- Don't skip lining the pan with parchment paper! This is necessary to pull the caramel block out of the pan to cut them.
- Be sure to separate the caramels after each cut and don't allow them to touch as they will stick back together.
- It's easiest to wrap the caramels on the counter or a flat surface.
The only difference between a soft, chewy caramel and a hard crack caramel is the temperature to which it is cooked. A chewy caramel is cooked to roughly 250℉ and a hard caramel is cooked to closer to 300℉
This is likely because the caramel was not cooked for long enough. Even if the caramel is set, they can be added back to a saucepan and cooked again, ensuring that the temperature reaches 250-252℉, then added back into the pan to set.
Absolutely! Follow all of the same steps, but cook the caramel to 230℉ rather than 250℉ to get a drizzling consistency rather than a chewy caramel consistency.
Store the wrapped caramels at room temperature for two weeks, or in the fridge for up to one month. The caramels can also be wrapped and frozen in an airtight container for two months and thawed at room temperature.
More Recipe Gift Ideas
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- medium or large saucepan a heavy bottomed pot is best
- wax paper for wrapping the caramels
- 4 cups pure pomegranate juice 945ml
- ½ cup unsalted butter room temperature, cut into tablespoon pieces (113g)
- 1 cup granulated sugar 200g
- ½ cup light brown sugar 100g
- ⅓ cup heavy whipping cream 80ml
- 2 teaspoons vanilla paste or extract
- 1 teaspoon flaky sea salt
- red food coloring optional
- Bring the pomegranate juice to a boil, then reduce to a simmer for about one hour, occasionally scraping down the sides.
- While the pomegranate juice is reducing, prepare the rest of your ingredients. Also, grease an 8x8" pan or loaf pan and add two strips of parchment paper to completely cover the bottom of the pan and sides. Additionally, cut 32 pieces of wax paper into roughly 4-inch squares.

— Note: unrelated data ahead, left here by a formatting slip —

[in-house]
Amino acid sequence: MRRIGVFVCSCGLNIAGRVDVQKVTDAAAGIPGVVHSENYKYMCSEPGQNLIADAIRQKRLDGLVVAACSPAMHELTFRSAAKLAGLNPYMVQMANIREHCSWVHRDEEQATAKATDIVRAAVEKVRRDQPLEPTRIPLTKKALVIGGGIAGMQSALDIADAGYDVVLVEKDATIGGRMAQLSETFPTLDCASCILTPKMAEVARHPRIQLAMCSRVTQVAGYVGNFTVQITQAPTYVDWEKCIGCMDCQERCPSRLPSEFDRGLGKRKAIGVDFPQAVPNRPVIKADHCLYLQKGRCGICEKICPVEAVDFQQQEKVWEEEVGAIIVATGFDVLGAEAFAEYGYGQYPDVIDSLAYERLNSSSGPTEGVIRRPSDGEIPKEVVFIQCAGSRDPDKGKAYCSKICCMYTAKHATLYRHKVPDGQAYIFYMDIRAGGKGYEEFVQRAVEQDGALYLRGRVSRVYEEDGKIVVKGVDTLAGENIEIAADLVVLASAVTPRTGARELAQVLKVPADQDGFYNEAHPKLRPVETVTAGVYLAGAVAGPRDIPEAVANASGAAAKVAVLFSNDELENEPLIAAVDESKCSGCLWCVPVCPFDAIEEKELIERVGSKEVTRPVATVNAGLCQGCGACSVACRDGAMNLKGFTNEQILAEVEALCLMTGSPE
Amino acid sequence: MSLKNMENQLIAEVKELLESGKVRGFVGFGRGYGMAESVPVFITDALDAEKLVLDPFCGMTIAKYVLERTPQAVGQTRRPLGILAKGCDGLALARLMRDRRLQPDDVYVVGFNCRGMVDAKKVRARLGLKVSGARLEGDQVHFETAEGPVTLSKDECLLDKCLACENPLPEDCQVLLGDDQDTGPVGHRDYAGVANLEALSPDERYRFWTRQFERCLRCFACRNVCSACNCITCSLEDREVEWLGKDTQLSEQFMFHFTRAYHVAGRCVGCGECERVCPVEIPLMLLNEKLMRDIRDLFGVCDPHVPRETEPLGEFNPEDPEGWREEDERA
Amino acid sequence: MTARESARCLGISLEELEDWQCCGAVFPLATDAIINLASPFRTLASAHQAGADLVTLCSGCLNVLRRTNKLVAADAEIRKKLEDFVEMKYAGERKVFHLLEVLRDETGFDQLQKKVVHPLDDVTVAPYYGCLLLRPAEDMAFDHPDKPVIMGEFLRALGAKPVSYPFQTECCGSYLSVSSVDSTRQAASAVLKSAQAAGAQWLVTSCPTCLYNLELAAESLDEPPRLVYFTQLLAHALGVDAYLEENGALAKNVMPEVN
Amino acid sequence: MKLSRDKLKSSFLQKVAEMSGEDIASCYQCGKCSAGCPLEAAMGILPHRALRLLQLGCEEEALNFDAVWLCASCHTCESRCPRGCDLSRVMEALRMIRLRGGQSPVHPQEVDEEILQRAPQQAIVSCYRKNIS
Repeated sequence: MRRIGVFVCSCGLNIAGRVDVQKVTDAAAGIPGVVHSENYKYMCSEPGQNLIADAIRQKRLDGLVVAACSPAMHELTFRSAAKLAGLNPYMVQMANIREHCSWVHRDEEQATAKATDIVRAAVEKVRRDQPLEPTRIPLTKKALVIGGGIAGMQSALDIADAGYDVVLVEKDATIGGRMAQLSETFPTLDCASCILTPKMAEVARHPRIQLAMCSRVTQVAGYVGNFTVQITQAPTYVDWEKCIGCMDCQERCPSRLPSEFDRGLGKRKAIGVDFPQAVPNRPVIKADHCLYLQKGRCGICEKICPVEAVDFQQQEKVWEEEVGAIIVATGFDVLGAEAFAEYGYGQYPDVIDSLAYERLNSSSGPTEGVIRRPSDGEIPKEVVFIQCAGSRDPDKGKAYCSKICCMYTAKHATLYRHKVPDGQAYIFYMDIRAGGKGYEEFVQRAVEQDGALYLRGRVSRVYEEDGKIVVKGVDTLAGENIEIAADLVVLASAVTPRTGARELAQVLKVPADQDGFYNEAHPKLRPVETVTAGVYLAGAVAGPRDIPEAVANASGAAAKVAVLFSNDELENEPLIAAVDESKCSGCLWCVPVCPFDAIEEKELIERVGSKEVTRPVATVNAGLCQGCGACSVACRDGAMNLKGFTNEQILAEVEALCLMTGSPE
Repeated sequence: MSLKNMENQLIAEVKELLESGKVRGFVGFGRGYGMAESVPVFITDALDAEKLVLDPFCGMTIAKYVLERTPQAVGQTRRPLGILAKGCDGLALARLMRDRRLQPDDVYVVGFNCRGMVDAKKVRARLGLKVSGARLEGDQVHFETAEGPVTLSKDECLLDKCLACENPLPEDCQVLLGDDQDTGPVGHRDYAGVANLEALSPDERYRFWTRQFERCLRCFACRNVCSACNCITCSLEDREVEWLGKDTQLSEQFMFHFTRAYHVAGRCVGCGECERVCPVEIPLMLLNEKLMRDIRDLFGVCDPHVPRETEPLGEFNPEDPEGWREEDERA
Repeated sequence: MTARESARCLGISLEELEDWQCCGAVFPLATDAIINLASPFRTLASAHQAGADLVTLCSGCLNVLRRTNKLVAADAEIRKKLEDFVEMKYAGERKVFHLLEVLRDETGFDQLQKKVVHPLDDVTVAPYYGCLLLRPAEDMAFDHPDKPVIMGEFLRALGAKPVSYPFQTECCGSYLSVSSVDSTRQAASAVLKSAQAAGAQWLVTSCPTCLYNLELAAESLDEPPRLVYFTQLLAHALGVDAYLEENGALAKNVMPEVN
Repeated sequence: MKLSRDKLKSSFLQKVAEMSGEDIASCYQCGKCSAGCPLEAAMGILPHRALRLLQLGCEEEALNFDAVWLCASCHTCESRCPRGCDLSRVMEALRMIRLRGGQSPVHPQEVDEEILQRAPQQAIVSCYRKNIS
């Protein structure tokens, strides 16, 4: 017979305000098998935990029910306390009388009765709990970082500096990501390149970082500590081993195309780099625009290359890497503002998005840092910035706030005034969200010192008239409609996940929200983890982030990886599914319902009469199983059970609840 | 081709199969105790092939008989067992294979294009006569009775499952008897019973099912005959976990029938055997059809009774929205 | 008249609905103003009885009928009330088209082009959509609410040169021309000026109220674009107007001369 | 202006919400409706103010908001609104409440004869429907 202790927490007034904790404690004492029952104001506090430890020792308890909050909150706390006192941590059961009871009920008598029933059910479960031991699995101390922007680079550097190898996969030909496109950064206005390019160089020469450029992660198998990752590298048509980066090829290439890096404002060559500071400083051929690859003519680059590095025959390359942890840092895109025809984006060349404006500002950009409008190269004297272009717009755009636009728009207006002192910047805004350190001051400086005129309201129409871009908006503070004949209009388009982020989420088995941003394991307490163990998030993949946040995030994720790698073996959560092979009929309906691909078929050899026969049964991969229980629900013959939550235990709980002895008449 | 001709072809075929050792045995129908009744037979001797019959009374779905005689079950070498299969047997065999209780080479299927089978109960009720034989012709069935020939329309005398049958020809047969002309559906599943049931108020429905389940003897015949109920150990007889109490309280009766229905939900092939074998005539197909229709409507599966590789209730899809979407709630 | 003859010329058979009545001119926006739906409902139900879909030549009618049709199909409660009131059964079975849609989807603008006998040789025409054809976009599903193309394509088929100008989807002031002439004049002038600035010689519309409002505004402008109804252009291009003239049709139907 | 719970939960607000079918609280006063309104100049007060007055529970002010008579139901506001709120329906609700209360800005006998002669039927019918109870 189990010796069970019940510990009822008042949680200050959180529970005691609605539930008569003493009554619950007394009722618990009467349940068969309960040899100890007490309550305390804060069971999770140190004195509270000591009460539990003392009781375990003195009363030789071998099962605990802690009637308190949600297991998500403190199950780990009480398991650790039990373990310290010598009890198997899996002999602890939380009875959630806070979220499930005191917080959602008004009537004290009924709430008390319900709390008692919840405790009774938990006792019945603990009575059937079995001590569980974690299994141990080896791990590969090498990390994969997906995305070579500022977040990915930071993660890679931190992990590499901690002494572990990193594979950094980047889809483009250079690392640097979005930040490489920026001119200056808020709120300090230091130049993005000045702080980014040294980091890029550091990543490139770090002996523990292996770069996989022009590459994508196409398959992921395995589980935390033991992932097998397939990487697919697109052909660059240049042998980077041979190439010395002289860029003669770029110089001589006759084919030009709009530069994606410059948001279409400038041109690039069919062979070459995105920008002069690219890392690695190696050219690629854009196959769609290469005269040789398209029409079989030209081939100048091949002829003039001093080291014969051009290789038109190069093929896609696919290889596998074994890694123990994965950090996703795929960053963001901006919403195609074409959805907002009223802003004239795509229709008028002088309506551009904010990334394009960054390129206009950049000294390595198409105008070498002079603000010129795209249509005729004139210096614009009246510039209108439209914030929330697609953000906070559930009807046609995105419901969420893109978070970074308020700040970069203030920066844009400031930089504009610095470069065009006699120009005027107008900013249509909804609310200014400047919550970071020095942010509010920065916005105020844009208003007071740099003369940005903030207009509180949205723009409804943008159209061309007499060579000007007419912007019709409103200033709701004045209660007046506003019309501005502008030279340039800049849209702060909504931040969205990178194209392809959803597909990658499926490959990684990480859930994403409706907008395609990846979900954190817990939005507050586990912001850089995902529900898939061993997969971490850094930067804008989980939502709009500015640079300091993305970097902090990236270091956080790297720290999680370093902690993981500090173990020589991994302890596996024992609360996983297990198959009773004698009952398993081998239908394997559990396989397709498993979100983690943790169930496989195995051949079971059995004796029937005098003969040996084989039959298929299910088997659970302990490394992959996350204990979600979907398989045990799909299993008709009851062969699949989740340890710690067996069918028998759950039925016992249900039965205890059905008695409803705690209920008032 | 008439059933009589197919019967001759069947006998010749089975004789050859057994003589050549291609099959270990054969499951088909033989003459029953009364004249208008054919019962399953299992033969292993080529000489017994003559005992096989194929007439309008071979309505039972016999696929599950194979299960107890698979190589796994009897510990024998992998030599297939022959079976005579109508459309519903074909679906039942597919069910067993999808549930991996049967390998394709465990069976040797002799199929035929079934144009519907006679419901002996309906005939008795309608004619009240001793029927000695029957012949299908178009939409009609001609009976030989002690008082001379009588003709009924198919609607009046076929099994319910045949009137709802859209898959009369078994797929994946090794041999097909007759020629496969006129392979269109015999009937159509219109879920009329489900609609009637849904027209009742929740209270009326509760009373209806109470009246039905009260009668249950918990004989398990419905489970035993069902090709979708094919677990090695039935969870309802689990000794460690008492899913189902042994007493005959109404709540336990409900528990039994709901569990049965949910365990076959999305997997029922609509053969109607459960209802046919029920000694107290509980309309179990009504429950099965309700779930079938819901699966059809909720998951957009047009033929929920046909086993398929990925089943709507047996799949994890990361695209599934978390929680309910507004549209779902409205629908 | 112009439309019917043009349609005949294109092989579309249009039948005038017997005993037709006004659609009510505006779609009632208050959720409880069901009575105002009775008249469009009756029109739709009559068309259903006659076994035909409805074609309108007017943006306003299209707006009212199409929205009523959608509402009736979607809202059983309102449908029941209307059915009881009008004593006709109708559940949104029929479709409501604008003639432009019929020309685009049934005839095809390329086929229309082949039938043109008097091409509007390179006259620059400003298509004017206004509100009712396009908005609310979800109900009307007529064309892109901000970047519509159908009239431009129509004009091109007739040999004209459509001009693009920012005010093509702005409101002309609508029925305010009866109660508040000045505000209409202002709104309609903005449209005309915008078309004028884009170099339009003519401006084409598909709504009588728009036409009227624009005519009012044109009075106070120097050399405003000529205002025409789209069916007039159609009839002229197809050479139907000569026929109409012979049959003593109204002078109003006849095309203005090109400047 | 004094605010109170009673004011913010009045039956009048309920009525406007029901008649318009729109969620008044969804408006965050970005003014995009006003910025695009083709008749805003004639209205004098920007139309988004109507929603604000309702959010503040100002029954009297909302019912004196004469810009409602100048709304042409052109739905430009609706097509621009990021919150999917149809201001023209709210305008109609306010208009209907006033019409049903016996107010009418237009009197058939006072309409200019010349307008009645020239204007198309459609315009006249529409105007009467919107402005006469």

- Cook down the juice until it turns into a slightly thick and syrup-like consistency and yields about ½ cup (just eyeball it). Swipe your finger across a rubber spatula to feel the consistency of the reduction.
- Once the juice has reduced, add the butter, granulated sugar, brown sugar, and heavy cream and stir to combine.½ cup unsalted butter, 1 cup granulated sugar, ½ cup light brown sugar, ⅓ cup heavy whipping cream
- Turn the heat to medium and allow the mixture to come to 250℉/121℃, stirring it occasionally.
- Once the caramel reaches temperature, remove it from the heat and stir in vanilla and salt. If using red food coloring, add in a small amount at a time and stir it in until the desired color is reached.2 teaspoons vanilla paste or extract, 1 teaspoon flaky sea salt
- Pour the caramel into the prepared pan, and place into the fridge (uncovered) for about two hours.
- Once the caramel has solidified, carefully coat the blade of a sharp chef's knife with neutral oil and cut into the desired sizes. Add a swipe of oil to the blade in between each cut.
- Separate the caramels immediately (keeping them on parchment paper) so they don't stick together, then wrap each caramel individually in wax paper.
Hi! Would pomegranate molasses work in place of reducing your own pomegranate juice?
Hi Brooke, while I haven't tried it, I would imagine it would be a fine substitute and the process would be exactly the same. Just be sure to get it nice and hot, first. Let me know if you try it!
I am confused by which pan to put the hot caramel in to? There is mention of a loaf pan and also an 8x8
Hi Michelle, you can use either pan. A loaf pan will produce thicker (but fewer quantity) caramels, an 8x8" pan will produce thinner (but higher quantity) caramels.
I just tried out this recipe. Unfortunately after having it in the fridge for the night it still did not solidify enough to cut it. Do you maybe have a clue why?
Thanks and greetings from Vienna (Austria)
Hi Andrea, it may be that the pomegranate juice wasn't reduced enough, or the caramel needed a slightly longer cook time. I've heard this same problem from a few others at this point. You can add the caramel you have back into the pot and cook it again, trying for a higher temperature (try closer to 255-260F) and then pour it back in to set!
I'm going to re-test this a few times so I can provide a range of cook times to see where the sticking point could be!